Here comes an electric airplane!

❝ Electric cars and electric buses gaining ground both in terms of innovation and acceptance by the public as being the future of transportation. Models are currently being developed, tested, and rolled out around the world. These events are clear signs that EVs are well on their way to become a common sight on the road — and both companies and consumers will be better for it.

One form of transportation that has yet to see the same amount of progress is airplanes, though that isn’t to say there aren’t any projects focused on bringing the idea of electric aircraft to the skies. The problem is, passengers can’t ride in an electric plane as easily as they can an electric car. At least, not yet…

❝ Now, Airbus, Rolls-Royce, and German automation company Siemens have announced a partnership to undertake a project that would convert a plane to utilize electric propulsion. The trio has dubbed the project “E-Fan X,” which involves gradually replacing the BAe 146 airliner’s gas turbines with two-megawatt electric motors…

❝ The three companies will each be in charge of separate parts of the project. Airbus will oversee the aircraft’s overall integration, which includes the control architecture of the hybrid-electric propulsion system and batteries, as well as integration with flight controls. Rolls-Royce will provide the turbo-shaft engine, two-megawatt generator, and power electronics, and Siemens will provide the two-megawatt electric motors, power electronic control unit, DC/DC converter, and power distribution system.

Good thing no one like our fake president is involved. He’d probably want the designers try to make the critter run on coal.

Wind Power Set a New Green Energy Record in Europe Last Week


Click to enlargeGetty Images

❝ On October 28, wind power sources from 28 countries in the EU set a new record: they provided 24.6% of total electricity — enough to power 197 million European households.

Though the spike in power was likely due to the powerful storm that passed over Europe that weekend, with 153.7 Gigawatts of wind power capacity installed in the EU (including the largest offshore wind farm off the coast of Kent) Europe is on its way to becoming a major force for renewable energy…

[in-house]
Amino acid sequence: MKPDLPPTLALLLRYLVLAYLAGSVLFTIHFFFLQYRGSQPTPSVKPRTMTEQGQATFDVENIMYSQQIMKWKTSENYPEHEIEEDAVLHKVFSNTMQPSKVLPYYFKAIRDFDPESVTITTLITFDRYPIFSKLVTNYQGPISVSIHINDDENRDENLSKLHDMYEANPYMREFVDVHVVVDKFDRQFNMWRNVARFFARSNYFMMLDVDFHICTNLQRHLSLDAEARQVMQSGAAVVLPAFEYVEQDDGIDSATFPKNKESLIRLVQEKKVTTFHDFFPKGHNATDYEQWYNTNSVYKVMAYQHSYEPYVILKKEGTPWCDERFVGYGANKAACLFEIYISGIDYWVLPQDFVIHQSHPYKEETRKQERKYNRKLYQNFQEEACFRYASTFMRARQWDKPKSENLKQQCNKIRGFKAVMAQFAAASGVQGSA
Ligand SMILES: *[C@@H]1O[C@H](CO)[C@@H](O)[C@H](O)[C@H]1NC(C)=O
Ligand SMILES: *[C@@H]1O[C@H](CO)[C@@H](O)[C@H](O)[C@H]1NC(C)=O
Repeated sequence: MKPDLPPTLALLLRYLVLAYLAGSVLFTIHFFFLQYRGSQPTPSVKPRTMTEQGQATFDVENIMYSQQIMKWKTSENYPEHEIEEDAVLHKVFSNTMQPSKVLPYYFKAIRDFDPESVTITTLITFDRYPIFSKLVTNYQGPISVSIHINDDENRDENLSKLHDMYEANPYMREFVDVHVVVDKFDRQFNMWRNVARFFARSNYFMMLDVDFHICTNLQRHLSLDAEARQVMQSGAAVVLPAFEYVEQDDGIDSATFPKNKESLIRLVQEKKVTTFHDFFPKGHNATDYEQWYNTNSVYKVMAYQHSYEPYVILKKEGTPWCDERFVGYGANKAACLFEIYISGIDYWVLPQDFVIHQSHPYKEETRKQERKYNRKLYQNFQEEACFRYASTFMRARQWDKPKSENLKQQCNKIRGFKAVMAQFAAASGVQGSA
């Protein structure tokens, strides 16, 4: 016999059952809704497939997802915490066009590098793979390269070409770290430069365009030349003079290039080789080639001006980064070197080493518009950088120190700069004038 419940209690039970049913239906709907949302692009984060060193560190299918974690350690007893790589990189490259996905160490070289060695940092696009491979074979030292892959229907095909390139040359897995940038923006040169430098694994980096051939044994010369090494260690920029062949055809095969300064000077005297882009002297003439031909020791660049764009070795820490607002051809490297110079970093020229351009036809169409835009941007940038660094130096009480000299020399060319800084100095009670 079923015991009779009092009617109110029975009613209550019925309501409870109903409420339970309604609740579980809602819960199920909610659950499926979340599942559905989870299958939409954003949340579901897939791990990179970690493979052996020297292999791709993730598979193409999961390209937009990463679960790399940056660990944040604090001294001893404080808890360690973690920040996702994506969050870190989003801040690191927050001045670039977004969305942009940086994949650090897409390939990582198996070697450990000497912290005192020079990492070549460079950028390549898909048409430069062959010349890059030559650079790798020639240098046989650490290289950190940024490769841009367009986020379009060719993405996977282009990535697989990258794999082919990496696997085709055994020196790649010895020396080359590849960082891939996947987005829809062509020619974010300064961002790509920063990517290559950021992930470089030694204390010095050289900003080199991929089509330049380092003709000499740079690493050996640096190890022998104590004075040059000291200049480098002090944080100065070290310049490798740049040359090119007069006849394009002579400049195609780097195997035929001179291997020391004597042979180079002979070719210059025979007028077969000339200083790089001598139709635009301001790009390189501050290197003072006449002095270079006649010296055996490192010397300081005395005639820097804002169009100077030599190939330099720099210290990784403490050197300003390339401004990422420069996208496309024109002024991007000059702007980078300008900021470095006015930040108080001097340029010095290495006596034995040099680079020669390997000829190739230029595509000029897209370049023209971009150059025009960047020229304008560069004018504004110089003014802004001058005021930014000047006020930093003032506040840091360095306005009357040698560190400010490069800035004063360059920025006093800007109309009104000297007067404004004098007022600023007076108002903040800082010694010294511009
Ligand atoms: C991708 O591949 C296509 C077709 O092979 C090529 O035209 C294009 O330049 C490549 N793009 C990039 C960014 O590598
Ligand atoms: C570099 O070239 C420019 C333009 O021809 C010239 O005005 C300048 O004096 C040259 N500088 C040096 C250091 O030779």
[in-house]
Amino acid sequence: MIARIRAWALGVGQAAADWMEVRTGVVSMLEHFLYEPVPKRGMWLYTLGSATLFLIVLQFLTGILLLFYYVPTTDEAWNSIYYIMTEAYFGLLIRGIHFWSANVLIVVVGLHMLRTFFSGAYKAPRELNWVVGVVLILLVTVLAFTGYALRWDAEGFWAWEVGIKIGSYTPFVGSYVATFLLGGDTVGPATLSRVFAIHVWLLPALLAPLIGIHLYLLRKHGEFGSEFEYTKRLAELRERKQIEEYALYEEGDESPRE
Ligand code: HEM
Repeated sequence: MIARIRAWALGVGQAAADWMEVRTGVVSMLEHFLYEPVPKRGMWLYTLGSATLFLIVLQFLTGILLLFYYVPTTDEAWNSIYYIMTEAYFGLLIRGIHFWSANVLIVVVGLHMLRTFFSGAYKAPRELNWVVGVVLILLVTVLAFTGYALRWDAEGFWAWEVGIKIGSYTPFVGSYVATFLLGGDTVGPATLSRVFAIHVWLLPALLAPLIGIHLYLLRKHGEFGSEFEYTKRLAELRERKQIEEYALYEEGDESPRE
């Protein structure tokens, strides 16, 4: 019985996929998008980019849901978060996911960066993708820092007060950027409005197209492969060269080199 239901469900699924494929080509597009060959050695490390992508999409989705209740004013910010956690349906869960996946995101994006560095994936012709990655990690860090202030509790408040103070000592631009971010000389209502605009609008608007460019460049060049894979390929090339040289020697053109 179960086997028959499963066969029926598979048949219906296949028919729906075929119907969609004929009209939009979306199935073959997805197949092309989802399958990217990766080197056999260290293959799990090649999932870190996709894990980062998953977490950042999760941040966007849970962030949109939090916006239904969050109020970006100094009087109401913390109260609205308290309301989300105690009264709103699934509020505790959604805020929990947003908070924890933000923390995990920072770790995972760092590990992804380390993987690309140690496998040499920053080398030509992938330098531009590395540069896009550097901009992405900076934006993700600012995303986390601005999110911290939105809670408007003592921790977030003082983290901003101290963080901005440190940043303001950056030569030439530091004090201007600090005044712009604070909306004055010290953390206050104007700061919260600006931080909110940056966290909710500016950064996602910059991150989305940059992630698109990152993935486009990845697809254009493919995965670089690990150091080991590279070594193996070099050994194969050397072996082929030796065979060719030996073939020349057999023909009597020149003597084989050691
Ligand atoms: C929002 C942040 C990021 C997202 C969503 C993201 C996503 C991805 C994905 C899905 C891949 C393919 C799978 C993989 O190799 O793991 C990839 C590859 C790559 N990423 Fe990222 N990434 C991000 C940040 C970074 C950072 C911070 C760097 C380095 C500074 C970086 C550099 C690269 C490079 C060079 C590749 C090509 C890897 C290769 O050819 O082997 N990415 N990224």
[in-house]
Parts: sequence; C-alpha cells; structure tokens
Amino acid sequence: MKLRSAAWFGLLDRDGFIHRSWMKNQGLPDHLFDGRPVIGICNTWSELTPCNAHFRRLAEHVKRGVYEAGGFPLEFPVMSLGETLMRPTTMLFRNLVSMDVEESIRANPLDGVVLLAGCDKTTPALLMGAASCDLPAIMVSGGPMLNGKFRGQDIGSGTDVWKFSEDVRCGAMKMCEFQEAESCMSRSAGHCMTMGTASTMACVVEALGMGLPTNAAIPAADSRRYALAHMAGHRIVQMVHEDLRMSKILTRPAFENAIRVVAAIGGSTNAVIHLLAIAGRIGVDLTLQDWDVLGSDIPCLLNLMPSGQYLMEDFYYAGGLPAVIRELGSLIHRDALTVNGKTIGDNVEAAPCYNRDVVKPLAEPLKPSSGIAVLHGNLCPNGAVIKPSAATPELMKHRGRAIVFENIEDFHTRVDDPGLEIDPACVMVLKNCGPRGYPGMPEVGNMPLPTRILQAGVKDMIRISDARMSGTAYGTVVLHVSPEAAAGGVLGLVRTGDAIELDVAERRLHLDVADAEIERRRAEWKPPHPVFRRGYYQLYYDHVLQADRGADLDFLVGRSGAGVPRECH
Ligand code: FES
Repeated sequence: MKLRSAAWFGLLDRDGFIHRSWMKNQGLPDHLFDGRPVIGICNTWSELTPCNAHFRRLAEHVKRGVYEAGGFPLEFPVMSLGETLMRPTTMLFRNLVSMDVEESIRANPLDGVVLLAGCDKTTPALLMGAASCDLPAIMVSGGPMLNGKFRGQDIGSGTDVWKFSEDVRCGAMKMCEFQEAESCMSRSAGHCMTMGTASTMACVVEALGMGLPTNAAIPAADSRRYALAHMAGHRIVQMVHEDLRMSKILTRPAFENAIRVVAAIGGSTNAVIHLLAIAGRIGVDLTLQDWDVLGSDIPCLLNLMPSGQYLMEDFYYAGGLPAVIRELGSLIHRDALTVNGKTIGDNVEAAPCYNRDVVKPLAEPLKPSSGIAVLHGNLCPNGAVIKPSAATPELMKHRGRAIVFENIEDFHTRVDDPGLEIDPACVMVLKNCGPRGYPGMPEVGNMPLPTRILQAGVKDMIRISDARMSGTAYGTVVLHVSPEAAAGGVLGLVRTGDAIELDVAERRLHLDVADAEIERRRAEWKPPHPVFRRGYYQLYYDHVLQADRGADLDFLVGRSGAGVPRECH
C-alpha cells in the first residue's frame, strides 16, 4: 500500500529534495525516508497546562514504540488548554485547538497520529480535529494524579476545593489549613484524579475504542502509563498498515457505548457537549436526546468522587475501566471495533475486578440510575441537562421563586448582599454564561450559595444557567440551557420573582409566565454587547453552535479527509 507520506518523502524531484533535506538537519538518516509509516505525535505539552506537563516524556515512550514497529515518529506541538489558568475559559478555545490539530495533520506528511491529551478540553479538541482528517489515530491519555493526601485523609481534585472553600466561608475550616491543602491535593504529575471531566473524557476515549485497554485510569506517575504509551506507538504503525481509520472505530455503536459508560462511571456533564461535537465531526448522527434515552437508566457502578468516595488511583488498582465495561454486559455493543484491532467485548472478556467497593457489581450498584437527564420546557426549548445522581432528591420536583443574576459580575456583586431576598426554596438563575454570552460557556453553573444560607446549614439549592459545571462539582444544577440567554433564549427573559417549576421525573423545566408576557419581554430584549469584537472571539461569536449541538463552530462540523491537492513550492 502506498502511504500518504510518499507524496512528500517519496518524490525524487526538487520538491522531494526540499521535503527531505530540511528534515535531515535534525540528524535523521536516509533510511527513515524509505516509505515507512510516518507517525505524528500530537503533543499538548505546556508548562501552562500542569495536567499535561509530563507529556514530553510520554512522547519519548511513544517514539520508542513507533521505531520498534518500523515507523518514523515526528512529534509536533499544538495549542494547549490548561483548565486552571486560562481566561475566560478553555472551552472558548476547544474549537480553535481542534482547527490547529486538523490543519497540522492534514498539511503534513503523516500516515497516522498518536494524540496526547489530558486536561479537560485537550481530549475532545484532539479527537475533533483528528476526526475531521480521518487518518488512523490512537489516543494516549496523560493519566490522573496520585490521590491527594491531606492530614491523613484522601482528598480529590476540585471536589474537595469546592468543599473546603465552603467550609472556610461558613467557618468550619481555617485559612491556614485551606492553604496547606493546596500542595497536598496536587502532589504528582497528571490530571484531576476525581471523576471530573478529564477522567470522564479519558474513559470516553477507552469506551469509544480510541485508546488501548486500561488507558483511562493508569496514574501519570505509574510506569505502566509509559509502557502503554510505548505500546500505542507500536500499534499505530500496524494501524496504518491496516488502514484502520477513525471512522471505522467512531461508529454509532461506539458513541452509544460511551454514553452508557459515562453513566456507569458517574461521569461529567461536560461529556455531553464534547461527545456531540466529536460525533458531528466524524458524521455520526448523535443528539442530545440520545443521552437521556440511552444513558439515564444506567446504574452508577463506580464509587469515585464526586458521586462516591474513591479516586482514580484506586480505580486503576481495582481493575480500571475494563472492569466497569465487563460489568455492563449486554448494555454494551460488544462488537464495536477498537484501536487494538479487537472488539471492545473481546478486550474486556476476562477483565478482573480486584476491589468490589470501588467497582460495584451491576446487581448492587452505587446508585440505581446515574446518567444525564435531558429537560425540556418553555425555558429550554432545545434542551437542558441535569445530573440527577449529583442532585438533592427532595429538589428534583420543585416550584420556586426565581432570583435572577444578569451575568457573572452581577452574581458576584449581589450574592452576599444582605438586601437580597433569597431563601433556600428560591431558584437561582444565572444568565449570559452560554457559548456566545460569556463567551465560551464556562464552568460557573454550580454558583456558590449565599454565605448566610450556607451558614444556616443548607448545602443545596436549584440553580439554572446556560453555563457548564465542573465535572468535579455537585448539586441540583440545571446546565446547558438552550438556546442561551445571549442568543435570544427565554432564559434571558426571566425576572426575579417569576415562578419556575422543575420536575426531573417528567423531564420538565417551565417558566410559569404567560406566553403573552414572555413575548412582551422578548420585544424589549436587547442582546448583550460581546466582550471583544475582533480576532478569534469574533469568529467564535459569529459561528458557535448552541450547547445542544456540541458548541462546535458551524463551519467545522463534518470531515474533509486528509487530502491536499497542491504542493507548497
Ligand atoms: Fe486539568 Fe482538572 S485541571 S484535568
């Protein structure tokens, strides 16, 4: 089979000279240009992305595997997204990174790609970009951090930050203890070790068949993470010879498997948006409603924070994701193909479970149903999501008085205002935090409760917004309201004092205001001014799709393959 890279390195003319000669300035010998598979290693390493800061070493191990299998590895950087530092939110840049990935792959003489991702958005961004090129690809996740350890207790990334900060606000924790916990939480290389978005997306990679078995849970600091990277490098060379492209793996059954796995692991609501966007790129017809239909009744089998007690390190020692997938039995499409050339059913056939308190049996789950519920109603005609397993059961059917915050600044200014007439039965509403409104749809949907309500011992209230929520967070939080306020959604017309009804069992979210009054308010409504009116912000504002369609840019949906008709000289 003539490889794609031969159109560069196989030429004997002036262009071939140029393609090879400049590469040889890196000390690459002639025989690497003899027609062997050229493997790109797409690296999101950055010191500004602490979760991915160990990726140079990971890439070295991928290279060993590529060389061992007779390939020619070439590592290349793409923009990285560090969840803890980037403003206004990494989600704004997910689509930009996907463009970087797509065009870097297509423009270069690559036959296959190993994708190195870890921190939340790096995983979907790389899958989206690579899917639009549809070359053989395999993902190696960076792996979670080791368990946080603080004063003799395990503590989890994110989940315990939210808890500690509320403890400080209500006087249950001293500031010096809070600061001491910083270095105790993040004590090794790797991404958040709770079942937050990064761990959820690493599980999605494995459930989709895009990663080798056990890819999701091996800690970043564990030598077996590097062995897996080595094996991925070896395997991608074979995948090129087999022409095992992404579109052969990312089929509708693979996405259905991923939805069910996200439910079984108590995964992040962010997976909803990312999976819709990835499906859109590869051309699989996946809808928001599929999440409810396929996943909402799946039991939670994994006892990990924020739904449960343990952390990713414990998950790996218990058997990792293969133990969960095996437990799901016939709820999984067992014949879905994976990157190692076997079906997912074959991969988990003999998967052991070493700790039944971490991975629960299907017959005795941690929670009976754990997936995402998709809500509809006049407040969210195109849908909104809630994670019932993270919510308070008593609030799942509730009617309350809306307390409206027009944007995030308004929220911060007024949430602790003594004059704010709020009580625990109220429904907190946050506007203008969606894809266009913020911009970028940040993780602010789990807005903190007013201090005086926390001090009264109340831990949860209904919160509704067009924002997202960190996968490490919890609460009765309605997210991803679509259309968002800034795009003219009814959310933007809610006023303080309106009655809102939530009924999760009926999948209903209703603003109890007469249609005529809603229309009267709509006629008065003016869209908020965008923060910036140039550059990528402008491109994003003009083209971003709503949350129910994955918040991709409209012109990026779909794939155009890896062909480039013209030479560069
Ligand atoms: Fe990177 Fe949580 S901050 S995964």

❝ …Offshore wind energy is now cheaper than nuclear energy in the UK, and countries across Europe receive significant portions of energy from wind. Denmark regularly gets more than 100 percent of its energy from wind (and hit 109% last weekend), while wind frequently provides Germany more than half of its electricity. Additionally, Scotland recently made news in opening the first floating wind farm, which should provide power to 10,000 homes.

Additionally, with new wind farms being constructed offshore, these high records are likely just the beginning of a new norm for European energy. Denmark’s Ørsted Energy is currently working on the world’s largest offshore wind farm for the UK, which will have the capacity of 1200 Megawatts when it opens in 2020—and they’re under contract to build what will become the next largest offshore wind farm, also in the UK, with a planned capacity of 1386 MW when it opens in 2022.

Gee, Republicans say the United States is incapable of reaching similar goals. They’re already happy with second-rate…from the White House to Congress.

Being led by third-rate minds makes it easier, I guess.

Trump & Republican Dirty Fuel Pimps Hand Over $20 Billion-a-Year of Taxpayer Subsidies

❝ Millions of Americans may be struggling to pay routine household bills, but still US taxpayers are handing out a whopping $20 billion in fossil fuel subsidies a year.

This is the major finding of a new report Dirty Energy Dominance: Dependent on Denial published by Oil Change International today.

Subsidies are where the government gives financial incentives to artificially lower the cost of production or consumption of fossil fuels to encourage more drilling or oil, gas, or coal use.

❝ …The irony gets worse. There is something morally wrong with a billionaire-led Administration handing out money to rich executives, when this money could help America’s poorest and most at need.

The cost of the subsidies to American taxpayers is equivalent to the projected 2018 budget cuts from Trump’s proposals to slash 10 public programs and services, including supports for America’s most vulnerable children and families…

❝ The US spent on average $2.5 billion annually subsidizing the exploration of new fossil fuel resources in 2015 and 2016, even though the science clearly shows that fossil fuel expansion must stop immediately in order to meet internationally recognized climate goals.

Government giveaways in the form of permanent tax breaks to the fossil fuel industry – one of which is over a century old – are seven times larger than those to the renewable energy sector.

So, the Clown Show in Congress continues to cut subsidies to homeowners trying to save on energy costs with solar and other green alternatives – while perpetuating the taxpayer handout to oil and coal companies. Mail me a penny postcard when the crew in DC grows enough backbone to stand on their own and oppose the profit-hungry crooks they really work for.

Record-Melting Fall Heat Wave Bakes Southern California — and More


Tuesday, 24th, 1PM PDT